I drove into Union City on Wednesday to watch a hula performance by the wife's little cousin. Oakland to Union City can be a mad dash of insanity during rush hour. To avoid the slow traffic crawl, I left work at 4 o'clock.
The performance was at an upscale senior center that looked more like a hotel than anything else. The senior centers of my youth would be an open square room with chairs on the sides and board games by one or two tables. The entrance to the building reminded me of a gym club. Bright, airy and filled with smiling faces.
The cousin C has been performing hula over the last few years. Helped along by a mother with a driving passion for her children, the cousin has thrived in her hula environment. C is an eight or nine year old full of energy and armed with the ability to make friends with everyone. At last year's hula powwow in San Jose, C sat with a group of people at the front of the participants. It turned out that C was in the wrong group of kids. But she sat there with nonchalance and an air of belonging.
The hula affair itself was typical for any children's recital. When I was younger, it was piano recitals. Now that I am older, it is hula.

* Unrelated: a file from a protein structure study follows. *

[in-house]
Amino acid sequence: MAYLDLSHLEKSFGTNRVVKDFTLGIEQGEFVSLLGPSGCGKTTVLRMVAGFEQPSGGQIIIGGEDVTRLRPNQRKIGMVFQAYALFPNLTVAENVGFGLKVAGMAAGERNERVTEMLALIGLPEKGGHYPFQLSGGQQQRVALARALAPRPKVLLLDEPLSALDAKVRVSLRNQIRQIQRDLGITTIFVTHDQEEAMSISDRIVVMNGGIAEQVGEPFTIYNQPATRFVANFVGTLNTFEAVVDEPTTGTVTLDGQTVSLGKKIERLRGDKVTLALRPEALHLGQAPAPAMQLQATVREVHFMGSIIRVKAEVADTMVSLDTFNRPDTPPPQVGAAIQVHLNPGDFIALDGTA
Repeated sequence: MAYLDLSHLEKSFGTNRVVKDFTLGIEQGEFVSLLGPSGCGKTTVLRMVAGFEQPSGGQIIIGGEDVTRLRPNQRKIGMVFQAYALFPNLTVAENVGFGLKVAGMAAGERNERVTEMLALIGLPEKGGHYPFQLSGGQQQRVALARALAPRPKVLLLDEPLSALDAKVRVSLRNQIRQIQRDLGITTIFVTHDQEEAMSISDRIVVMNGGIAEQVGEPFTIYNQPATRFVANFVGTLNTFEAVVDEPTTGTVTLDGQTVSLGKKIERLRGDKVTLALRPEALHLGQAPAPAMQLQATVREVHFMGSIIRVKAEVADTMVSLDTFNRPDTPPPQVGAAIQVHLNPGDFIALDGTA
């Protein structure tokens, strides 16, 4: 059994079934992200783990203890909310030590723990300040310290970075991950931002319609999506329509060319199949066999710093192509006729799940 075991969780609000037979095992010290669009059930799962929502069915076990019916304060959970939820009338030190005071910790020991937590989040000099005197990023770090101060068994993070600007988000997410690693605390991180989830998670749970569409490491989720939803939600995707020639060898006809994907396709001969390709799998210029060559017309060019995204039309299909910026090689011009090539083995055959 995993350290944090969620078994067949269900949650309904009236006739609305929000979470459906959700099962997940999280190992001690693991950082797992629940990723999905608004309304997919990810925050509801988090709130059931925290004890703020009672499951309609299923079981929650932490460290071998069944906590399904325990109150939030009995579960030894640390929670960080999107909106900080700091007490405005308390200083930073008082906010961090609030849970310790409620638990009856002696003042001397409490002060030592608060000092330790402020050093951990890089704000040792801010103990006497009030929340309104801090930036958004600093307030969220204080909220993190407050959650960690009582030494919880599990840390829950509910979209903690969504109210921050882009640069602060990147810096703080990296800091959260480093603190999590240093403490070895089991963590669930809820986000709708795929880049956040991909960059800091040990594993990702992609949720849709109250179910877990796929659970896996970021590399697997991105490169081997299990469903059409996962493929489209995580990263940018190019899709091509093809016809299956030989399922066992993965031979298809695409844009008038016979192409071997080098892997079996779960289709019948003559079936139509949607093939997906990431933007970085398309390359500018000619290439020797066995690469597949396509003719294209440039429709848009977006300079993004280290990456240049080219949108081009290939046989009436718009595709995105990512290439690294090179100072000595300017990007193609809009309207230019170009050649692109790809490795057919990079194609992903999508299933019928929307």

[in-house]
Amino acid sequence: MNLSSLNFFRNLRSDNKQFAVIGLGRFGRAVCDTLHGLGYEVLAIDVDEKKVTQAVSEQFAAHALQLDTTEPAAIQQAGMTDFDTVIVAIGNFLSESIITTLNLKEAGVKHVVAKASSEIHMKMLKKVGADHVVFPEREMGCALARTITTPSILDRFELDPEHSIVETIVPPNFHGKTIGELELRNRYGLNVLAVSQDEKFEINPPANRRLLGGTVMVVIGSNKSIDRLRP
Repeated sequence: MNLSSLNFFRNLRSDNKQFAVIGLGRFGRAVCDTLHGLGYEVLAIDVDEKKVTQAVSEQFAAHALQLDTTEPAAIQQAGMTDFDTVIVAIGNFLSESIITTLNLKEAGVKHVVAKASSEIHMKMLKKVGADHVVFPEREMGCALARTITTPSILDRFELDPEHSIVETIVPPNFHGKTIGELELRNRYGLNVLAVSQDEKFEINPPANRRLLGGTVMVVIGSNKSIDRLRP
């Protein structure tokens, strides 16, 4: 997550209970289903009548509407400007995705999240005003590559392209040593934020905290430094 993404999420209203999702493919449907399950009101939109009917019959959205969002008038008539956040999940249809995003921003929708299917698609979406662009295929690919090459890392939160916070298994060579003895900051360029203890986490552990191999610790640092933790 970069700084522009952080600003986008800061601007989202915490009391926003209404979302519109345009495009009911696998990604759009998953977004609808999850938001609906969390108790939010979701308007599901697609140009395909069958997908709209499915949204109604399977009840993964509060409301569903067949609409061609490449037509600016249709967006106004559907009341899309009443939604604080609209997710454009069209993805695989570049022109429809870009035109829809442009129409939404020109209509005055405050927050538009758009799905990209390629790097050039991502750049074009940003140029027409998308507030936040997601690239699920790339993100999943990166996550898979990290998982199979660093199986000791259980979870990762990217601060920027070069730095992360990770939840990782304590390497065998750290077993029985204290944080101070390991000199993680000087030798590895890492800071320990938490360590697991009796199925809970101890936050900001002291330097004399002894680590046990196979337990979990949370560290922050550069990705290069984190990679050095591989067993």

I must say though that I find it deeply disturbing that we as a society must apply make-up to children. I suppose you need it for the bright lights of the stage. But seeing children with rouge and lipstick reminds me of Lestat's little friend in Anne Rice's books. Was it Charlotte?
Some parts of the performance was painful to watch as little kids watched the other kids to make sure that they were in step or doing the proper sequence. It must be the perfectionist in me. In one performance, I saw a four year old's face gradually scrunch into disappointment as the other dancers ruined any chance of symmetry or coordination among the dancers. To their defense the other kids were three and four.
The hula performances did challenge my notion of beauty. Why is a fat child less attractive in my eyes than a thin child? When I was younger, I was fat. Maybe that had something to do with it. But it was also great because the children could be honest about their bodies. So you have a belly. Big deal. Show it to the world.
(God, I wish I could punish all those teen-agers who wear those low-cut jeans and those skimpy t-shirts and show off their bellies. I want to wear low-cut jeans and skimpy t-shirts!!! That should be punishment for all of mankind!)
And of course, I got to see what age does to the physical body. We begin with short stubby bodies. No wrinkles, flexible as heck, and energetic. We mature into beautiful sexual beings with bodies to match. And, we give birth to the next generation. Our bodies expand, change and wither.